I arrived in Merredin in early 1979 to work as a journalist (the only one) at the then Merredin Advertiser (the town also had the News Ltd/Country Press Advertising owned Merredin Mercury).
The Advertiser’s office, at that time, was simply a small area within Tommy Lake’s furniture store in Merredin’s main street (Barrack). I was soon approached, through the jumble of secondhand 50s and 60s furniture bits ‘n pieces, by reps from the local footy clubs, as was any new arrival (beyond 6ft tall and aged 22) to the town. Having previously known Burracoppin’s coach Alan Barnett (former Swan Districts WAFL player) from my days at Elders Weekly reporting on ram sales at his Seven Oaks Merino Stud at Burracoppin, I opted for a pre-season at Burracoppin, despite my boss, newspaper & 6MD Radio part owner John Ventris, being a Nukarni man.
Perhaps my greatest memory of pre-season games at Burra was one in which ‘Barny’ told me, an unfit recruit ‘fresh’ from a big night out at the local Oasis pub, to tag Johnny Garlett, a local spring-heeled fella and all-round good bloke.
Johnny could run all day and did so for the first half of a very hot day, with me trying to keep pace with him across the dead grass and in the air at boundary throw-ins and centre ball-ups (no umpires could bounce the ball @ Burra).
I was well knocked up when I came off the ground at half time, and recall not being able to hold-off vomiting as I walked up the players’ race. I had no choice but to turn (and vomit) left or right, rather than on a team-mate in front of me so I opted to unload sideways. Needless to say, it landed on and at the feet of a local supporter. My short-lived career at Burra was then all but over.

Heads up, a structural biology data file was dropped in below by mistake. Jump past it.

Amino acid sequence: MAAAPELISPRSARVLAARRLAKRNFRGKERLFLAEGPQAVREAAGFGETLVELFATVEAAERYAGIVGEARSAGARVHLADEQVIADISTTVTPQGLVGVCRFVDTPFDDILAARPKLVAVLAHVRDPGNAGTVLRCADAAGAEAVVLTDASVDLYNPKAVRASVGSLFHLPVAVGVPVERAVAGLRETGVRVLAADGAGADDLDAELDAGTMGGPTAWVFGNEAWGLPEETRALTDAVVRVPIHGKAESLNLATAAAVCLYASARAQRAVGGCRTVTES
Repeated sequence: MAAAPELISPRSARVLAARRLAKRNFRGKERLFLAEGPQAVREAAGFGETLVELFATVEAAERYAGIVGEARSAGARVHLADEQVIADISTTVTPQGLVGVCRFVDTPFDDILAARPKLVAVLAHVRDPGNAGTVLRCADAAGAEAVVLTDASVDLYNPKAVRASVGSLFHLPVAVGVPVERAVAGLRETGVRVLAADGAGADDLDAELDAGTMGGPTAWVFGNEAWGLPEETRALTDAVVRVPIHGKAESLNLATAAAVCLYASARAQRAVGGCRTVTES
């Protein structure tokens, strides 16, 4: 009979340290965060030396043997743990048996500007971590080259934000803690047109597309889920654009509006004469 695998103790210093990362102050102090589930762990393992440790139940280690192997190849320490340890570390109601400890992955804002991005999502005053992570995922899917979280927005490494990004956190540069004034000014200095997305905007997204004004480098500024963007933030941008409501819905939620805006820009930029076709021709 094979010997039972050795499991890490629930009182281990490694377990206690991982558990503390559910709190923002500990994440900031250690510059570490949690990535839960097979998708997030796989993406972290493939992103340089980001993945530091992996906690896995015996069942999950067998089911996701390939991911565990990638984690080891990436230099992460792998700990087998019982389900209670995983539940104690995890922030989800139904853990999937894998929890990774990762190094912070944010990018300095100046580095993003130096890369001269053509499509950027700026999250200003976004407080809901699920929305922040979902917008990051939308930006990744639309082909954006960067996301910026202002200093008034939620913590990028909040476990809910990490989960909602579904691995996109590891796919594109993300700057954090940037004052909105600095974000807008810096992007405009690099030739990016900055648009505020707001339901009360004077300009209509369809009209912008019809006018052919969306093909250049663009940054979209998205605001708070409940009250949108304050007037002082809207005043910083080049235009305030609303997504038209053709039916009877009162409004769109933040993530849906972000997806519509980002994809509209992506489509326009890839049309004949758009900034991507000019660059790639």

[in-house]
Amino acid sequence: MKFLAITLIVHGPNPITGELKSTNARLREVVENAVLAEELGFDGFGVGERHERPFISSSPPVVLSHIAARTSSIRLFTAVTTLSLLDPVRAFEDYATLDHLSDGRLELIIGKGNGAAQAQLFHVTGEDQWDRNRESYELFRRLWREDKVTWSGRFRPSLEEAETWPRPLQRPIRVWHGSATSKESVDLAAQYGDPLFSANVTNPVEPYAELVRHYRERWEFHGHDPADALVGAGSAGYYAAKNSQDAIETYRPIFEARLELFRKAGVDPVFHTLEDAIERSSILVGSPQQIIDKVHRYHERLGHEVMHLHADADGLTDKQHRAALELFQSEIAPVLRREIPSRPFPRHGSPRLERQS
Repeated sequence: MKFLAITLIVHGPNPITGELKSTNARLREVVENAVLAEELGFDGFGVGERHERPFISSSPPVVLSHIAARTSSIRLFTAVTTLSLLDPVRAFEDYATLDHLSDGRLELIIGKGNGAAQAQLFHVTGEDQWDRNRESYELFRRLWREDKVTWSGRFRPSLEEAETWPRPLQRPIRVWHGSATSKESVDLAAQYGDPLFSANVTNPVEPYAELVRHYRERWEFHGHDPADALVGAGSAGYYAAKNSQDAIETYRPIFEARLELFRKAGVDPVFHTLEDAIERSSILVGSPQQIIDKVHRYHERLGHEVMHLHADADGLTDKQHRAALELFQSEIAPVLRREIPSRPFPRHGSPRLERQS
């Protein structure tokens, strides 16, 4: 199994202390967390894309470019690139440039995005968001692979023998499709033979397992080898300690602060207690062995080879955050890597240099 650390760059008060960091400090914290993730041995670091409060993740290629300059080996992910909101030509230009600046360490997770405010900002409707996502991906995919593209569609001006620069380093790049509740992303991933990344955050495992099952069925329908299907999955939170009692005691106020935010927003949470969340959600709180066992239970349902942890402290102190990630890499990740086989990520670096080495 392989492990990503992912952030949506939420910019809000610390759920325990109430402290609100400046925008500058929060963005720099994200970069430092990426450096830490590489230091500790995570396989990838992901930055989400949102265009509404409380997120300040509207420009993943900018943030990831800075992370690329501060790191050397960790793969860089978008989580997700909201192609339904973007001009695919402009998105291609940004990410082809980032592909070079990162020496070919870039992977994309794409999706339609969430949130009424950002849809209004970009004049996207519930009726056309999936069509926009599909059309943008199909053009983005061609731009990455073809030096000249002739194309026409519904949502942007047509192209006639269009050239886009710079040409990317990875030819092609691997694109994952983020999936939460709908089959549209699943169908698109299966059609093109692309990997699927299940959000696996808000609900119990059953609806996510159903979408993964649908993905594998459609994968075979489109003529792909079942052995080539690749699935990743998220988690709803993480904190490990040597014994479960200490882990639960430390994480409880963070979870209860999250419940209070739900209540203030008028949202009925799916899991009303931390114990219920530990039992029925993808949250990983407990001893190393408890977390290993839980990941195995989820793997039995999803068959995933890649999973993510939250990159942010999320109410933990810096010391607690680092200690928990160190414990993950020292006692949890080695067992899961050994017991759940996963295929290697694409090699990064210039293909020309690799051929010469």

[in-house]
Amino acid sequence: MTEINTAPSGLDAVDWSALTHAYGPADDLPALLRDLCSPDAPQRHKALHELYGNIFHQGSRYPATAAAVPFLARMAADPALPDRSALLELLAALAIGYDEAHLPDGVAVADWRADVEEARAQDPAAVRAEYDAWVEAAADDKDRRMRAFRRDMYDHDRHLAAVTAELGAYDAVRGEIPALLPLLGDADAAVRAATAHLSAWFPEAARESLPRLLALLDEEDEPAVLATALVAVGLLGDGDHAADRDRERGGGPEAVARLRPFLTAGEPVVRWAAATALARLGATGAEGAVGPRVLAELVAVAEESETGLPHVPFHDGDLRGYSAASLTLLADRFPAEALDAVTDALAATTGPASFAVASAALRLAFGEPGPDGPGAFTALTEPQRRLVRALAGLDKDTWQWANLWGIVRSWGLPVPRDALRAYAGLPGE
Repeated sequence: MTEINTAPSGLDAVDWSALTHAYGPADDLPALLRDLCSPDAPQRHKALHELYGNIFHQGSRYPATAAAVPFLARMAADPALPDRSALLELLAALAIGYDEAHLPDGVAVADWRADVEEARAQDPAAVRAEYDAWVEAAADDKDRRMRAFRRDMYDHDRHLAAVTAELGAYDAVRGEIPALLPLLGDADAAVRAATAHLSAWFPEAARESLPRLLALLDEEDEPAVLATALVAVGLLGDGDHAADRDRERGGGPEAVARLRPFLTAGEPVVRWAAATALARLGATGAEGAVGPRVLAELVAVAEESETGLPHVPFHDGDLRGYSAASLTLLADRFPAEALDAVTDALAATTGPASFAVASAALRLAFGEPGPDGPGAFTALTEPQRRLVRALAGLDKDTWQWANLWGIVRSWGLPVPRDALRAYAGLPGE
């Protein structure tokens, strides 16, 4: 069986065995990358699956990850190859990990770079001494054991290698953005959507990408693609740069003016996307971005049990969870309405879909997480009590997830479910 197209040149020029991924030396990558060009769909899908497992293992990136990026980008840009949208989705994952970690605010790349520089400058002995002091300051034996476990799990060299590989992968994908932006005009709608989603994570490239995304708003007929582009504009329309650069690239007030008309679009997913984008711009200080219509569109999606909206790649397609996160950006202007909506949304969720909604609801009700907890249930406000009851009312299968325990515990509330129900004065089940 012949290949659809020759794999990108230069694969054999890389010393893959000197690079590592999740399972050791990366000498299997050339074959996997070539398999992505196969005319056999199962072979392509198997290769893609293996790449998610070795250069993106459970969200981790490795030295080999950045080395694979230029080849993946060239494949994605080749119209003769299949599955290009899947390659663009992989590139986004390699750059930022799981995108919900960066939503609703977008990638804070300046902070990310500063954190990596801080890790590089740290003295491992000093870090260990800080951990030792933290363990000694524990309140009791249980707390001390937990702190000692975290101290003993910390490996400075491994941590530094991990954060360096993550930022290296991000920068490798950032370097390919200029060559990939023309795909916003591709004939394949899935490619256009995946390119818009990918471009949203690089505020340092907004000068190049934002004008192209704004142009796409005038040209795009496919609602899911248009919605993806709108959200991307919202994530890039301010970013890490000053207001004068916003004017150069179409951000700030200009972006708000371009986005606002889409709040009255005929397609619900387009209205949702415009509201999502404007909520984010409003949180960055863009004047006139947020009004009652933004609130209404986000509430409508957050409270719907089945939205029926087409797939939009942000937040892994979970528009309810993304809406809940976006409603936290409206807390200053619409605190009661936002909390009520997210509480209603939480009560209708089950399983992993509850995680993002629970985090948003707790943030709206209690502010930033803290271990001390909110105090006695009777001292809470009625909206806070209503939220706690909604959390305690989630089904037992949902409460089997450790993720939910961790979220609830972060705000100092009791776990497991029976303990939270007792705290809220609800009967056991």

Shortly after I transferred (without a transfer fee!) to Esperance to work on the Esperance Express, on an exchange with Robert Taylor, an old mate from our WAIT (Curtin Uni) journalism days and later the inaugural editor of The West Australian’s Pg 2 Inside Cover section.
For more on Burracoppin click here…
Welcome to Scoreboard Pressure, Brendan. Nice yarn. Any of those newspapers still around?
Merredin Wheatbelt Mercury still exists and is the only paper in Merredin, albeit these days owned by Rural Press Group/Fairfax. Paper I worked for back in 1979, Merredin Advertiser, is long gone. Esperance Express still exists. It too these days owned by Fairfax.
The narrator/protagonist in Craig Sherbourne’s novel The Amateur Science of Love ends up writing for a wheatbelt newspaper in, I think, northern Victoria.Very good novel.